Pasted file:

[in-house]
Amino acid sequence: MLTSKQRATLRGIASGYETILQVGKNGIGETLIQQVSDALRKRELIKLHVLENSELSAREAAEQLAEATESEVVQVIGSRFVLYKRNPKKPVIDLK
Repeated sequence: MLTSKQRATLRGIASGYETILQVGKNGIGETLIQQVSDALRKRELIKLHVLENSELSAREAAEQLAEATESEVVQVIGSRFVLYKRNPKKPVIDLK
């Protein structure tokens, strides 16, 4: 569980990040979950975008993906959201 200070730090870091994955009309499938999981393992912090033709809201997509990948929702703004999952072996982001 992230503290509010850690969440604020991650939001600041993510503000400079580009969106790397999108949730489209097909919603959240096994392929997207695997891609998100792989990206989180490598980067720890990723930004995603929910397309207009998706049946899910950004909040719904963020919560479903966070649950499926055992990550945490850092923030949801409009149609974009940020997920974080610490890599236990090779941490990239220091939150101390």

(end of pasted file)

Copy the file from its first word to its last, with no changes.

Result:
[in-house]
Amino acid sequence: MLTSKQRATLRGIASGYETILQVGKNGIGETLIQQVSDALRKRELIKLHVLENSELSAREAAEQLAEATESEVVQVIGSRFVLYKRNPKKPVIDLK
Repeated sequence: MLTSKQRATLRGIASGYETILQVGKNGIGETLIQQVSDALRKRELIKLHVLENSELSAREAAEQLAEATESEVVQVIGSRFVLYKRNPKKPVIDLK
């Protein structure tokens, strides 16, 4: 569980990040979950975008993906959201 200070730090870091994955009309499938999981393992912090033709809201997509990948929702703004999952072996982001 992230503290509010850690969440604020991650939001600041993510503000400079580009969106790397999108949730489209097909919603959240096994392929997207695997891609998100792989990206989180490598980067720890990723930004995603929910397309207009998706049946899910950004909040719904963020919560479903966070649950499926055992990550945490850092923030949801409009149609974009940020997920974080610490890599236990090779941490990239220091939150101390």